If there is still anyone out there who doesn’t get the idea that workplace diversity is a good thing I’m yet to meet them. But that certainly doesn’t mean that there is any universal clarity about how to implement and then manage it to best effect.
The major challenge seems to lie in the fact that, while the HR community knows where it wants to get to in terms of diversity, it doesn’t necessarily know how to map out the route to it.
And now, to make matters more complicated, it appears that the effectiveness of one of the original tools for achieving diversity – affirmative action – is being questioned.
A new exhaustive analysis of research into the effectiveness of affirmative action, conducted by a team from such heavy hitters as New York University (NYU) and the University of Michigan has found that, in some cases, it may actually cause more problems than it solves.
As one of the report’s authors, Lisa Leslie of NYU, points out, giving any specific group preferential treatment in terms of training, shortlisting or targeting, for example, could end up reinforcing tacit or open prejudices rather than eradicating them. As she puts it, “When you implement policies like this it signifies that certain groups need extra help.” Or to phrase it another way, that they aren’t actually up to the job.
And this, of course, militates against the key message about the value of diversity – that real talent isn’t exclusive to a specific gender, ethnicity, nationality, etc. but can come in any human form.
If this wasn’t bad enough, the analysis also suggests that, unless well managed, some affirmative initiatives may also set up members of the targeted groups to fail. The perception that such employees have enjoyed some sort of unfair advantage apparently leads to harsher judgement from managers in the day-to-day work environment and in the formal appraisal process. The result is a negative downward spiral with the individual losing confidence and not performing to the level of their true abilities.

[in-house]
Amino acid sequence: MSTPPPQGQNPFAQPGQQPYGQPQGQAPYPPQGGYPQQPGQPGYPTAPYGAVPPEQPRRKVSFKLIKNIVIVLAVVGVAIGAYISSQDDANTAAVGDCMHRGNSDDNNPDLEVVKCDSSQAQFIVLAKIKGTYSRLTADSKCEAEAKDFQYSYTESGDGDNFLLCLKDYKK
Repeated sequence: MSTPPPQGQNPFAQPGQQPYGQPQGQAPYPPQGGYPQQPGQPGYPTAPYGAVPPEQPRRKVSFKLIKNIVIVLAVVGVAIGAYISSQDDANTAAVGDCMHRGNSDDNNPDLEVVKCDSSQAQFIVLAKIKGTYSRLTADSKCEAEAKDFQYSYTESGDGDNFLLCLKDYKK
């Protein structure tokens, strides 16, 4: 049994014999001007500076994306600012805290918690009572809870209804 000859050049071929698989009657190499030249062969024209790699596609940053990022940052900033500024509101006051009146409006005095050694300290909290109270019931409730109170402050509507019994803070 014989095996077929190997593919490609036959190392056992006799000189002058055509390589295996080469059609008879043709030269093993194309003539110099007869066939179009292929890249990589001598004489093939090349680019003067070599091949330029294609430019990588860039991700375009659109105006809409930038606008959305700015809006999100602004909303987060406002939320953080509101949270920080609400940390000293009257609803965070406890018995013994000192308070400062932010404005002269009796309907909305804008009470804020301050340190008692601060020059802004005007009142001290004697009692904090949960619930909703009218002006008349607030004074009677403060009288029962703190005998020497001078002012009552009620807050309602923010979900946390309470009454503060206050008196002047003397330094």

So does this mean that we should abandon affirmative action completely?
In my view this may be just one step too far. Experience shows that diversity doesn’t just happen spontaneously, it needs to be kick-started in some way. But if not handled properly this can all too easily look like favouritism.
And so we come back to something I’ve talked at length about before – the importance of shaping, managing and communicating the right EVP messages to both your existing workforce and the wider world. Any organisation genuinely committed to creating a diverse workforce and gaining all the benefits it can provide must make it absolutely clear what those benefits are. And, as Lisa Leslie says, it must also clearly demonstrate that the final motivators behind both hiring and promotion decisions will always be capability and merit. No-one should be left in doubt that anything looking like affirmative action is actually designed to give employers access to the very best talent available and that talent access to the best employers and not just to fill some sort of overt or covert quota.
Developing and delivering messages may not be the comfort zone of the HR specialist. But, given the impact that getting this right – or wrong – can have on an organisation, it’s a challenge that simply cannot be ignored or avoided.